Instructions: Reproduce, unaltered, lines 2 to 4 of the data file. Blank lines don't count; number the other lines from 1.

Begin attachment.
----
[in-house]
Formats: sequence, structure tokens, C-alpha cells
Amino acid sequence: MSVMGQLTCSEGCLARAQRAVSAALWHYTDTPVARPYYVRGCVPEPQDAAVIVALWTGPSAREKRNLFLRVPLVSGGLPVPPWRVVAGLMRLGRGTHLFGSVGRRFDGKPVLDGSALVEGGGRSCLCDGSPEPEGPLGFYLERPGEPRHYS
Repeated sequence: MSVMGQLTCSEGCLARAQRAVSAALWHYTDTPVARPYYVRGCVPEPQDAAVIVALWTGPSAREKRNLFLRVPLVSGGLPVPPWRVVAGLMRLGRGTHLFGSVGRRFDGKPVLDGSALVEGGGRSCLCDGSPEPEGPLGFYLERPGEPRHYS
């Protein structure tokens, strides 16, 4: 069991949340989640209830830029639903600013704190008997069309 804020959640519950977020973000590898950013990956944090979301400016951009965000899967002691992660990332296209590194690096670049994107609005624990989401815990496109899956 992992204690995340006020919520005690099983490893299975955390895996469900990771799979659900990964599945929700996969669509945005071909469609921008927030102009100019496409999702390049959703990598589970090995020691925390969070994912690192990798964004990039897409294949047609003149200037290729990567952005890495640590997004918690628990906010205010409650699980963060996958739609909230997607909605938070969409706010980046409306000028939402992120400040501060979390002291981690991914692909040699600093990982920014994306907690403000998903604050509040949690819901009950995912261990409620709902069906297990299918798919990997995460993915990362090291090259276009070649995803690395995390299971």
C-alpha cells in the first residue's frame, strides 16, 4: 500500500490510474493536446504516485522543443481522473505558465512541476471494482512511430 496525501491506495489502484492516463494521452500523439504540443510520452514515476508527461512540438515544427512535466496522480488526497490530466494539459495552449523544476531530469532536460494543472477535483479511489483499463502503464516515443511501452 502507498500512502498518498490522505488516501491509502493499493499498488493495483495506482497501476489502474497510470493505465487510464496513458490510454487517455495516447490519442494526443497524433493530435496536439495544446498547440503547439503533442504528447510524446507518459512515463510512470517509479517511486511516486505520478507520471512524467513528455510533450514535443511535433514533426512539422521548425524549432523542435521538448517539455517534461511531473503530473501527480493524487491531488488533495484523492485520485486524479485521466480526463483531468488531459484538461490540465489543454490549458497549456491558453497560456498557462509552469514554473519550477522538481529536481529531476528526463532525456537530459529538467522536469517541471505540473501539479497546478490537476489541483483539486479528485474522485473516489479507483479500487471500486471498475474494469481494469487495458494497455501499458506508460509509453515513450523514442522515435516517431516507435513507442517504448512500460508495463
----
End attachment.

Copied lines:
Formats: sequence, structure tokens, C-alpha cells
Amino acid sequence: MSVMGQLTCSEGCLARAQRAVSAALWHYTDTPVARPYYVRGCVPEPQDAAVIVALWTGPSAREKRNLFLRVPLVSGGLPVPPWRVVAGLMRLGRGTHLFGSVGRRFDGKPVLDGSALVEGGGRSCLCDGSPEPEGPLGFYLERPGEPRHYS
Repeated sequence: MSVMGQLTCSEGCLARAQRAVSAALWHYTDTPVARPYYVRGCVPEPQDAAVIVALWTGPSAREKRNLFLRVPLVSGGLPVPPWRVVAGLMRLGRGTHLFGSVGRRFDGKPVLDGSALVEGGGRSCLCDGSPEPEGPLGFYLERPGEPRHYS